Seed growth and development of three perennial ryegrass cultivars after treatment with 'Moddus' straw shortener.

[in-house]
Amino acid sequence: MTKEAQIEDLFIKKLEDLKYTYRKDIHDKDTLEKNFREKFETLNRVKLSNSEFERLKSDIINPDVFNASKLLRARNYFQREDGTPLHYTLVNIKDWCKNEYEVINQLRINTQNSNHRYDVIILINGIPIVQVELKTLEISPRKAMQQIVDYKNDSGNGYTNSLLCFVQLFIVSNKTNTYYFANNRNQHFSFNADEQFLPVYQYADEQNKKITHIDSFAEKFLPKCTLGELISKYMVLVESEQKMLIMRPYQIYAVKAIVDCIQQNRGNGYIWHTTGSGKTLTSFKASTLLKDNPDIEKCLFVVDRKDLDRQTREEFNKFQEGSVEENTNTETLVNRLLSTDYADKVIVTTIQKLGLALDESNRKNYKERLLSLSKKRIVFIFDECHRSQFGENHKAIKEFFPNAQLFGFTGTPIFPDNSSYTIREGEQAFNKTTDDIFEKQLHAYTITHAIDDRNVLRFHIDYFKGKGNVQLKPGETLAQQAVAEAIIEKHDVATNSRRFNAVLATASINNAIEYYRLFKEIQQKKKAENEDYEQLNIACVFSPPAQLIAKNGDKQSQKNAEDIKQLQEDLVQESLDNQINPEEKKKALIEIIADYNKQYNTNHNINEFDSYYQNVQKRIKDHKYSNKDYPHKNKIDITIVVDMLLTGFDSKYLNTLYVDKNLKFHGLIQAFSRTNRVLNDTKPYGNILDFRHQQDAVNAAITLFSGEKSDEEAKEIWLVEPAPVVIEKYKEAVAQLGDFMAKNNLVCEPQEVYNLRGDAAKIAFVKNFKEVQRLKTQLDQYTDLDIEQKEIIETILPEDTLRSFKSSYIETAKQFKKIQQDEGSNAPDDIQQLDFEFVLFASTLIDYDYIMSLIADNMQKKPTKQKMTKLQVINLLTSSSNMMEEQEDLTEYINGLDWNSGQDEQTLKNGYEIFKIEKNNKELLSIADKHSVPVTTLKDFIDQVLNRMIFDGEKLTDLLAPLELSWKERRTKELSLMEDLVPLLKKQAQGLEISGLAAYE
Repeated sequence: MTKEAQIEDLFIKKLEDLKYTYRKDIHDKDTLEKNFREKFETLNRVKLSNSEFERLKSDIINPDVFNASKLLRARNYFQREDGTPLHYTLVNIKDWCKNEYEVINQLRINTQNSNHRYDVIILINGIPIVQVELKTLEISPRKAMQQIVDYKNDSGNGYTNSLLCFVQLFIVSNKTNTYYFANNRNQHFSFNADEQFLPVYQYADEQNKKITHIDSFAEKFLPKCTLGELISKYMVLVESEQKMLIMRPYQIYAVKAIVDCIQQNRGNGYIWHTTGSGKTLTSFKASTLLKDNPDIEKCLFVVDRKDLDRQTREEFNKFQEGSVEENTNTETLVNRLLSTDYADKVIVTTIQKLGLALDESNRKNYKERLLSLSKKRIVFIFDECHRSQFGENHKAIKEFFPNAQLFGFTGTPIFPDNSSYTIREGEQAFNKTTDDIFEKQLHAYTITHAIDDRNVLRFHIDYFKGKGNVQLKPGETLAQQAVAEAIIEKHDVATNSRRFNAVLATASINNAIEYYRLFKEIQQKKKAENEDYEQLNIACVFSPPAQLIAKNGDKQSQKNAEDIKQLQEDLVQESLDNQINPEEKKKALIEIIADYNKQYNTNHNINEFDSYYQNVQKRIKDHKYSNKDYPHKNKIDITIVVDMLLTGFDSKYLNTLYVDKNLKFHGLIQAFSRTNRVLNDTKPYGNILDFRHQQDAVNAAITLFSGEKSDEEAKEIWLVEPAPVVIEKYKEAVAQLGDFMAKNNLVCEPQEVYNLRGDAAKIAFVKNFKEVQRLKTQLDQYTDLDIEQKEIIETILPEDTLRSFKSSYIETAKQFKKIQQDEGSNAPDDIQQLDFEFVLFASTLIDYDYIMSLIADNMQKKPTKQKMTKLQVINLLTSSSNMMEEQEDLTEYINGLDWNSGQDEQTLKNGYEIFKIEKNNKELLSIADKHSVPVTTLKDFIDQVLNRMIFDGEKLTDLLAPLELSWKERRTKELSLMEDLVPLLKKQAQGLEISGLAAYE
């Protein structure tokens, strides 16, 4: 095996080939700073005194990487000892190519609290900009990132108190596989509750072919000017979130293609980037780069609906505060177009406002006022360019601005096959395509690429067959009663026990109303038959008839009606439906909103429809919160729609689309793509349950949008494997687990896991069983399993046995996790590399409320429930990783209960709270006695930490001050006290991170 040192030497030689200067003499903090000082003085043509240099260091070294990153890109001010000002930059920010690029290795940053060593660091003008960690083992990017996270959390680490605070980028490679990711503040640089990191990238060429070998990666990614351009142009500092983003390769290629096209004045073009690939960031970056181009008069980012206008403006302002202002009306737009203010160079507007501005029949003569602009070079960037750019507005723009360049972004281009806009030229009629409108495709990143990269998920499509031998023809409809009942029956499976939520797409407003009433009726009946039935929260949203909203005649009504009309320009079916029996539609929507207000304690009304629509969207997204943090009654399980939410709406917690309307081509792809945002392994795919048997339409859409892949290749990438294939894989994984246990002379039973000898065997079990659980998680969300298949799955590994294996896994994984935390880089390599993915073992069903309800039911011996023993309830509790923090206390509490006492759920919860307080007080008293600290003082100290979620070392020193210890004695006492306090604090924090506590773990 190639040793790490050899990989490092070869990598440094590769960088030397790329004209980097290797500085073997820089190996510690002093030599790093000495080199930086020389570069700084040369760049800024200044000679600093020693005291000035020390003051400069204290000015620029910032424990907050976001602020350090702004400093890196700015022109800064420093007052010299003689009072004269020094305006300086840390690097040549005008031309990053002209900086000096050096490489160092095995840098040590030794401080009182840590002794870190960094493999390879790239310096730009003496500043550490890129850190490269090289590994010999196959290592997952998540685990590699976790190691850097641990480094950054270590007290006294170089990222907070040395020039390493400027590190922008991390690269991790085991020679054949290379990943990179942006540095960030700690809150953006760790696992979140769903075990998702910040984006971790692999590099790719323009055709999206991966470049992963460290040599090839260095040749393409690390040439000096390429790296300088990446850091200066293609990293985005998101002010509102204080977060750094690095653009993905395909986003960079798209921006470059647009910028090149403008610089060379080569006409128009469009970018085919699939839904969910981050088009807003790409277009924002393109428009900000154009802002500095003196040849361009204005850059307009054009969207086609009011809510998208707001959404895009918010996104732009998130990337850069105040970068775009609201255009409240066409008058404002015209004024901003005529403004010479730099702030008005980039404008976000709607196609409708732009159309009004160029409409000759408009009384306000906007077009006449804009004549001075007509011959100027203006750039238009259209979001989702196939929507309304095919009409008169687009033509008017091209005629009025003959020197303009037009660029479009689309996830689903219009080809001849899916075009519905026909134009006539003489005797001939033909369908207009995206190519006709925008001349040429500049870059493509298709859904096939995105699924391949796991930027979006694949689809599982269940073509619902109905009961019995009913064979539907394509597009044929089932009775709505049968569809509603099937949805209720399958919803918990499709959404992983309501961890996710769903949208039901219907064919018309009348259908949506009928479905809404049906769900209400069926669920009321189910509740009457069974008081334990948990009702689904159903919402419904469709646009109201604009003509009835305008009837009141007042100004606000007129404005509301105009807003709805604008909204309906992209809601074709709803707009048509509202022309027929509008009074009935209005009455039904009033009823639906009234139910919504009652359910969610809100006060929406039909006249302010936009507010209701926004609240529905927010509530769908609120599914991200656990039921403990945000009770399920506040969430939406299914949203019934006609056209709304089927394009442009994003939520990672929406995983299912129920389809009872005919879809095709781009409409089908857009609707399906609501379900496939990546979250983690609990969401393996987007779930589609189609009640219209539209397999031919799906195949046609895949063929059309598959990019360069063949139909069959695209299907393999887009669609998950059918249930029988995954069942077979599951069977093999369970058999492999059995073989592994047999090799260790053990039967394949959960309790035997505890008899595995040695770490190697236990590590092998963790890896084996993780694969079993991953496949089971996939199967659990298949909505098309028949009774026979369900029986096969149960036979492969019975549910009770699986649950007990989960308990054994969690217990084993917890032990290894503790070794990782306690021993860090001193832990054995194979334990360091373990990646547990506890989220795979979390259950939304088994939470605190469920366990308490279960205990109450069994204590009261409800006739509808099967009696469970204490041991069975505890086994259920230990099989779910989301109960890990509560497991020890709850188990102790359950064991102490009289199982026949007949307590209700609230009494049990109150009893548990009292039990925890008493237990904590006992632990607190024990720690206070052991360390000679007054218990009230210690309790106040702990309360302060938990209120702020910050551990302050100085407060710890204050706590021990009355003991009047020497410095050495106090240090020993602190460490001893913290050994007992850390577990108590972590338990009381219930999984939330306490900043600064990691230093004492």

First year crops of three diploid perennial ryegrass (Lolium perenne L.) cultivars, ‘Meridian’, ‘Bronsyn’ and ‘Grasslands Impact’, that contain the AR1 endophyte, were sown on 1 April and 14 May 2008. A subsequent application of Moddus (a.i. 250 g/l Trinexapac ethyl) plant growth regulator at three rates was used to examine the relationship between seed and stem dry weight in relation to thermal time. Seed filling of ‘Meridian’, ‘Bronsyn’ and ‘Grasslands Impact’ followed a sigmoidal growth pattern. The lag phase was 150 growing degree days (°C days) and the duration of the linear period constant at 294 °C days. The application of Moddus increased seed yield by approximately 26% for each 800 ml/ha applied from 1715 (0 mlha) to 2195 (800 ml/ha) and 2722 kg/ha (1600 ml/ha). The time to 95% of final seed weight was constant between treatments at 443 °C days. Seed yield increase from Moddus was achieved by increased rate of seed filling per seed head, 0.24 mg/°C days/head, which increased the number of seeds/m². For all cultivars, 1600 ml/ha of Moddus produced the highest seed yield and the shortest total stem length. There was a 0.15 m reduction in length between 0 and 1600 ml/ha of Moddus with all internodes shortened, including the seed head length. Stem dry weight increased to a maximum at between 310 and 400 °C days following anthesis. Thus, stems competed with growing seeds from anthesis, throughout the lag phase until approximately 75% of final seed weight. When seed demand for assimilate was low, lag phase and early seed growth, the stem was a competing sink. As seeds developed their sink capacity increased, thus drawing assimilate from the stem. At harvest, stems were 25% heavier than at athesis which suggests they were a net sink for assimilate post anthesis and that there was further assimilates available for seed production. Moddus also decreased absolute lodging at harvest where stems were horizontal when no Moddus was applied compared with stems leaning on a 45 ° angle for 800 ml/ha and upright for 1600 ml/ha. Moddus increased the harvest index (HI) of plots, 13.5 – 19.8%, and individual stems, 20 – 40%, primarly through an increase in seed mass/ha while straw mass remained constant for ‘Meridian’ and ‘Bronsyn’. In ‘Grasslands Impact’ the increase in HI was limited through an associated increase in straw DM when Moddus was applied. The change in harvest index per day (dHI/dt) on main stems was linear, which suggests this could be a useful method for incorporation into crop simulation models. The dHI/dt was influenced by treatments which influenced lodging. Competition for assimilate between stems and growing seeds was a major factor limiting the seed yield. This has implications for plant breeders and seed producers where both should aim to reduce stem length which is likely to increase the rate of seed filling. There was a clear advantage to applying Moddus at 1600 ml/ha for all cultivars which highlighted the advantage of breeding for a shorter stem.... [Show full abstract]